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Digital Assets in 2022-23: Key Developments & Trend Spotting in the UK, Switzerland, the Middle East & Hong Kong

Introduction 

On any basis, 2022 was a significant year for digital assets.

In May, the collapse in value of the TerraUSD stablecoin undermined confidence in the whole stablecoin concept. The decrease in the value of many cryptocurrencies (which coincided with a wider market uncertainty and economic downturn) throughout the summer led to the period being referred to as a “crypto winter”. That, in turn, preceded the seismic tremors that began to reverberate around the world in November when FTX filed for bankruptcy in the US.

Against that backdrop, legislators, industry leaders and investors alike have been sounding the clarion call for greater regulation in order to restore market confidence, facilitate innovation and stimulate growth in order to enable this still nascent sector to reach its considerable potential. In fact, 2022 has seen significant developments in multiple key jurisdictions with new regulations being published and new regulatory bodies being empowered to oversee compliance. Similarly, an increasing number of cases passing through the courts in the leading jurisdictions has provided helpful guidance as to how the existing laws apply to digital assets and highlighted where reforms may be beneficial. Proposals for those reforms are under active consideration, with several jurisdictions issuing public consultations and calls for evidence, which are open to contributions from all sectors.

Here, we take a look at these developments in four regions that are focussing on the digital assets sector from the point of view of our specialists working in our offices in London, Geneva, Zurich, Dubai and Hong Kong.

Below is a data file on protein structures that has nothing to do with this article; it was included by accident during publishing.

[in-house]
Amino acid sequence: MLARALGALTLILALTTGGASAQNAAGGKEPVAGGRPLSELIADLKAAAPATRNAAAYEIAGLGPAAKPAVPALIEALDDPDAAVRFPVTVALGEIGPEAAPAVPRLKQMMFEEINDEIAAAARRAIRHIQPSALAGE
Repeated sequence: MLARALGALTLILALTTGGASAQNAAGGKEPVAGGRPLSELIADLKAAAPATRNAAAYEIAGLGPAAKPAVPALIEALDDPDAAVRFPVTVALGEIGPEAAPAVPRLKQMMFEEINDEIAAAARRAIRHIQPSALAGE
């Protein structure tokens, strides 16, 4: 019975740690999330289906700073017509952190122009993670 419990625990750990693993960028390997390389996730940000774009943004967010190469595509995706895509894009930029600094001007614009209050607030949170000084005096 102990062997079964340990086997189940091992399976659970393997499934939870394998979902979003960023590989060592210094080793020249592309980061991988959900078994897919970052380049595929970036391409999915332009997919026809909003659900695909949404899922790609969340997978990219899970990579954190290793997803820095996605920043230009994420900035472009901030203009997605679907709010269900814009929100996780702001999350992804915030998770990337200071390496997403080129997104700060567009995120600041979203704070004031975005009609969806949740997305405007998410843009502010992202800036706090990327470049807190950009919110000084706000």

What were the key legislative developments of 2022?

England and Wales 

The absence of any newly minted digital assets statute in 2022 does not mean that England and Wales has not been giving considerable thought to the challenges of ensuring a robust legal framework for Digital Assets in the jurisdiction. In July, the Law Commission Report into Digital Assets (the LCDA Report [1 p.13]) was published, setting out the key points that need addressing when considering digital asset legislation.

One of the key points contained in the LCDA Report was that, whilst we may like (and want) to think of digital assets as “property”, crypto-tokens do not really fall under either of the traditional definitions of kinds of property in that they are not properly “things” (or “choses”) in possession (i.e. tangible, physical things) or things in action (i.e., rights enforceable by legal action such as rights to sue for breach of contract, debts, or company shares). So, the report puts forward a third type of personal property: the data object. The data object is (i) composed of data in an electronic medium, (ii) exists independently of both people and of the legal system and (iii) rivalrous (i.e., if I have it, you cannot).